“As a young black woman, growing up in Mississippi, I learned that if you don’t raise your hand, people won’t see you, and they won’t give you attention,” Abrams told CNN’s Jake Tapper on Sunday. “But it’s not about attention for being the running mate, it is about making sure that my qualifications aren’t in question, because they’re not just speaking to me, they’re speaking to young black women, young women of color, young people of color, who wonder if they too can be seen.”
Advisers tells CNN Abrams has had aspirations about being president since her days at Spelman College and, as a student, she created a spreadsheet with career goals that she still uses today.
And Abrams aides tell CNN that the former gubernatorial candidate feels she has always had to loudly broadcast her credentials and ambitions. It’s that backdrop, they explain, that leads her to openly speak about her credentials to be vice president.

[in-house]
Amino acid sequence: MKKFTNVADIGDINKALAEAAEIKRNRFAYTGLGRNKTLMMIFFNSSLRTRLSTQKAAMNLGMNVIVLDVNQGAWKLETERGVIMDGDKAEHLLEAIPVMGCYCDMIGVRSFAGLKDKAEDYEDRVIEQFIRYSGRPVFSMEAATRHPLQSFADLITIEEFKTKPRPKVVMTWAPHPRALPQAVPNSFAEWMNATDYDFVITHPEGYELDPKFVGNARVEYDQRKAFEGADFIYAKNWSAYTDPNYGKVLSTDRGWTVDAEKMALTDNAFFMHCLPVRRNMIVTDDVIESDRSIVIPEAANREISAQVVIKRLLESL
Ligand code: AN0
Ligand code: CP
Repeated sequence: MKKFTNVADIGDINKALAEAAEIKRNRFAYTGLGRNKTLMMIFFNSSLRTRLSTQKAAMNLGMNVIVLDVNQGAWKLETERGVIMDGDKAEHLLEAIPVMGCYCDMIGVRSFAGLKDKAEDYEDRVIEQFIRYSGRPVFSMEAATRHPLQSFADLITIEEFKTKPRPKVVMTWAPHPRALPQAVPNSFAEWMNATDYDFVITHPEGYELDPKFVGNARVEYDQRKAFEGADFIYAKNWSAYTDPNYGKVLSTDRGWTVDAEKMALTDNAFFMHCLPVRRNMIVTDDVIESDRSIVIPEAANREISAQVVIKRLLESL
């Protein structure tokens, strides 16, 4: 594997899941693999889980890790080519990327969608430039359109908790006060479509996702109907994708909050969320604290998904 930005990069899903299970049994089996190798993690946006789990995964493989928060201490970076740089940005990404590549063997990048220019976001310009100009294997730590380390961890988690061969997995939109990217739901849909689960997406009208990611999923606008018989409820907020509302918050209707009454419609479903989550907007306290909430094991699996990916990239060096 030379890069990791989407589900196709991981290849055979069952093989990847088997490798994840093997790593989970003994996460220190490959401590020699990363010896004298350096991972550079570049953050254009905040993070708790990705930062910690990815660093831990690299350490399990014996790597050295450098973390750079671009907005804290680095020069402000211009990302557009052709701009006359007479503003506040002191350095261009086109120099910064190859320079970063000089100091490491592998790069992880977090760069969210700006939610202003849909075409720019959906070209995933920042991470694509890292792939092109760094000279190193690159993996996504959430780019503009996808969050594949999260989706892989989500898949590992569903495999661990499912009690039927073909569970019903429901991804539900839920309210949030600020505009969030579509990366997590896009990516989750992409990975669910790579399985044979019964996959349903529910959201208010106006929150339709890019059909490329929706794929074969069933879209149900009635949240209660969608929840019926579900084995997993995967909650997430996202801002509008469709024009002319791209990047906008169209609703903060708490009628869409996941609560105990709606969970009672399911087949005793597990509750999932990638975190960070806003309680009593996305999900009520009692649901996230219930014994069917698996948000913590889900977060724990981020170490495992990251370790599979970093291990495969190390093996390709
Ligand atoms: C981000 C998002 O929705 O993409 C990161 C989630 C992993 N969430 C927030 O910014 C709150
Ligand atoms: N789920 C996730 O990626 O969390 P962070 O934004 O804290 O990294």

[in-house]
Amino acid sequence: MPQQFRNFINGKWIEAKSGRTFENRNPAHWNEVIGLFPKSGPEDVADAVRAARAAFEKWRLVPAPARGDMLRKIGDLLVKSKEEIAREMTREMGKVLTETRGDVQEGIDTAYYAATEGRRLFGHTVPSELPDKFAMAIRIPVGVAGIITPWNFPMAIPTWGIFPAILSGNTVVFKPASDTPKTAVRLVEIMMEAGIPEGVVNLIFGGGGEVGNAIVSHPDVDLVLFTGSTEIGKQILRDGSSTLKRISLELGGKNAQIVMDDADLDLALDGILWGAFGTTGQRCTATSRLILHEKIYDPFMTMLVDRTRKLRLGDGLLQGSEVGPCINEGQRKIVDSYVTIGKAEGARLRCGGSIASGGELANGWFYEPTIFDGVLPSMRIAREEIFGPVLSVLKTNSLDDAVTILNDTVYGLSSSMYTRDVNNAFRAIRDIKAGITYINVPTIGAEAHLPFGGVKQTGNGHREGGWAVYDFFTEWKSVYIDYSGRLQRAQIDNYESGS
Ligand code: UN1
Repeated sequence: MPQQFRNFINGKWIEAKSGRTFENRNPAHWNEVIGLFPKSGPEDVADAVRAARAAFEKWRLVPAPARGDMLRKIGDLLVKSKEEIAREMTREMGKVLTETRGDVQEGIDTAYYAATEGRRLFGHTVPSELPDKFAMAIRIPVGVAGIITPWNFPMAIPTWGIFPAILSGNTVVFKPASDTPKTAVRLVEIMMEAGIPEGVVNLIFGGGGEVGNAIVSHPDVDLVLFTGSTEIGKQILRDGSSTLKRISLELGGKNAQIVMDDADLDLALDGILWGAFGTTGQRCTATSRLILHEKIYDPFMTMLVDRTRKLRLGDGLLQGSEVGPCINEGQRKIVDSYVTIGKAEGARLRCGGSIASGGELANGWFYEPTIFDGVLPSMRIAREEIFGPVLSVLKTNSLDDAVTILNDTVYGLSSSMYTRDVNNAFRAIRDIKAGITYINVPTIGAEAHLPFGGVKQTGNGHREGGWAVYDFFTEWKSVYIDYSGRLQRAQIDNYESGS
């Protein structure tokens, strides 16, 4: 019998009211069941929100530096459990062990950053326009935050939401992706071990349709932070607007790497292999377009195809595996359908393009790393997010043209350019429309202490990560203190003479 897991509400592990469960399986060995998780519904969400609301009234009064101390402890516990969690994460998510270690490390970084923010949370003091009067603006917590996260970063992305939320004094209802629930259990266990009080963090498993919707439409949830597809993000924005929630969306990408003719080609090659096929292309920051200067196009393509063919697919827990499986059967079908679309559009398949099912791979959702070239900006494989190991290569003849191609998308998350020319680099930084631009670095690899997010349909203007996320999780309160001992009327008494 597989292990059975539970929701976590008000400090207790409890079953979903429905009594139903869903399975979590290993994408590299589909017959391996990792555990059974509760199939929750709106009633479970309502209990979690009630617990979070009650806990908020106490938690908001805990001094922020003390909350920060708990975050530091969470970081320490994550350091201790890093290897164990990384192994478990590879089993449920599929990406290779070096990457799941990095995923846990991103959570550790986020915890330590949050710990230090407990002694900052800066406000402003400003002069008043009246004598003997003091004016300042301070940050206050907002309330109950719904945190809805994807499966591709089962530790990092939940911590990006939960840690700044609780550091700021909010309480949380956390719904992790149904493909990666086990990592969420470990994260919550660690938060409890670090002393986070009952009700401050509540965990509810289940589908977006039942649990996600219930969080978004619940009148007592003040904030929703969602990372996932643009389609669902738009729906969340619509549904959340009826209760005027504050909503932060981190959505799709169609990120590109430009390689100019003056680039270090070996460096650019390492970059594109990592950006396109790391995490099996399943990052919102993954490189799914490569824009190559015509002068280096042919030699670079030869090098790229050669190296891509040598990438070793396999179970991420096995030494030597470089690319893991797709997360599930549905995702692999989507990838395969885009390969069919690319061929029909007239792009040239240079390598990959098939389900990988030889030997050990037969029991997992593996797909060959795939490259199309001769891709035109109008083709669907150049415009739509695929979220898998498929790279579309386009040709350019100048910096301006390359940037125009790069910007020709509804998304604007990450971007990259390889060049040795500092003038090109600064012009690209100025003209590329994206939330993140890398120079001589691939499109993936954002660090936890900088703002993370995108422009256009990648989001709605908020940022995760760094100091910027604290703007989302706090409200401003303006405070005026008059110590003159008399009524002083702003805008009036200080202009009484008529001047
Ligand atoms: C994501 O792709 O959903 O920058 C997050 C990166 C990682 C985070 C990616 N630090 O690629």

“I don’t mince words because I grew up around politicians who wanted to tell you what you want to hear but not tell you the truth, and I was raised to believe that you tell the truth,” Abrams said Thursday. “As a woman of color, as a black woman, as a person of color, I cannot be shy about my response, because any hint that I don’t think I’m qualified, that I don’t think we can is used as a justification for saying that we can’t.”
For Abrams, there have been many words not to mince.
The Democratic politician, appearing from her suburban Atlanta home, has been omnipresent over the last two weeks, just as Biden and his top advisers begin looking for a running mate.